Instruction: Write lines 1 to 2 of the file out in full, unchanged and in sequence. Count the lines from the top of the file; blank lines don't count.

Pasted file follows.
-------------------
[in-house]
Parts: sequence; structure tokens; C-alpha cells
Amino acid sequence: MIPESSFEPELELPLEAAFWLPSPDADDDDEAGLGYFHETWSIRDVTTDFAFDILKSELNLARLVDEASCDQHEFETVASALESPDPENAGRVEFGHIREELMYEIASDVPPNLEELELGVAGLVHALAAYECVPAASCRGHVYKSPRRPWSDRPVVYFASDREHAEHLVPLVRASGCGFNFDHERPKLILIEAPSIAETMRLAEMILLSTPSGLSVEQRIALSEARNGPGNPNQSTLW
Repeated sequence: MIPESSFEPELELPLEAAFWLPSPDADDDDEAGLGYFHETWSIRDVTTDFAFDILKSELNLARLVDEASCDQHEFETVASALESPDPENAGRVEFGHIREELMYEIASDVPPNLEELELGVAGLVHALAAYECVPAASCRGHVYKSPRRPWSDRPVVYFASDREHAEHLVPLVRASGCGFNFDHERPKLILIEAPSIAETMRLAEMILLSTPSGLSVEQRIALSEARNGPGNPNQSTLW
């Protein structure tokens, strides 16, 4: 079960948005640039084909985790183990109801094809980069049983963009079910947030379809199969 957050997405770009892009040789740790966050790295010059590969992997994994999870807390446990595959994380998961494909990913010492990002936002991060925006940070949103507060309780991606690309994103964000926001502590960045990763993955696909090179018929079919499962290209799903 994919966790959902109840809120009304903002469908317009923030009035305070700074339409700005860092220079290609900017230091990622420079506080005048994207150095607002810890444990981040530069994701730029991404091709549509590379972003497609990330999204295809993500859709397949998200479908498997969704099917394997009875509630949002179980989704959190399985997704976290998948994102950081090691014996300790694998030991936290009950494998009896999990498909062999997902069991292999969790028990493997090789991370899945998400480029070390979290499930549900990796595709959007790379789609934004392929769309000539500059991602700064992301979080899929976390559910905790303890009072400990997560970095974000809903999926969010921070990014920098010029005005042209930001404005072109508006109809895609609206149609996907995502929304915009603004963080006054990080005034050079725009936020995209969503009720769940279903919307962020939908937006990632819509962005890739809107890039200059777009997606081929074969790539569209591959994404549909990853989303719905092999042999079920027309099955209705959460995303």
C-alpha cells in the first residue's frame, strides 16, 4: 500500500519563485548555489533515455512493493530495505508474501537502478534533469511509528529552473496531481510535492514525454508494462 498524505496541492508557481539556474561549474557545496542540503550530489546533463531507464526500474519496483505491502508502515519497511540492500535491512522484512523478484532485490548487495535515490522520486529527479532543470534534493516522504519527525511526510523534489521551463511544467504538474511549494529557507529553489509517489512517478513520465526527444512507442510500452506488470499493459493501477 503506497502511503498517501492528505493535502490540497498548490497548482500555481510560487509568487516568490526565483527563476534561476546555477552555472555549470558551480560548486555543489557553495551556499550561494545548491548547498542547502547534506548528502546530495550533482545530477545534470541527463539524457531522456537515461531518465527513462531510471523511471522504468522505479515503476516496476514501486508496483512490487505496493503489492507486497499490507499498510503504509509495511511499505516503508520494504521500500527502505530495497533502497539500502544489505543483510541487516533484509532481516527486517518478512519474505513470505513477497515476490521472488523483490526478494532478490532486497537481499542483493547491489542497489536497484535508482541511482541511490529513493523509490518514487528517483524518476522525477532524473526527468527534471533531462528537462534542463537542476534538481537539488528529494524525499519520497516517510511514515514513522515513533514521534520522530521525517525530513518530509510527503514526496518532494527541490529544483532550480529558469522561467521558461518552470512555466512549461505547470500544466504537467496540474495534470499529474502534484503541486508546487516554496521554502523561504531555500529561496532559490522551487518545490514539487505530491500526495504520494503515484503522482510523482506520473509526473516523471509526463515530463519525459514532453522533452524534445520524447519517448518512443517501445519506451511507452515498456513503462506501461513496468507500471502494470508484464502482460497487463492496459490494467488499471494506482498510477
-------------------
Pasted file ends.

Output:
[in-house]
Parts: sequence; structure tokens; C-alpha cells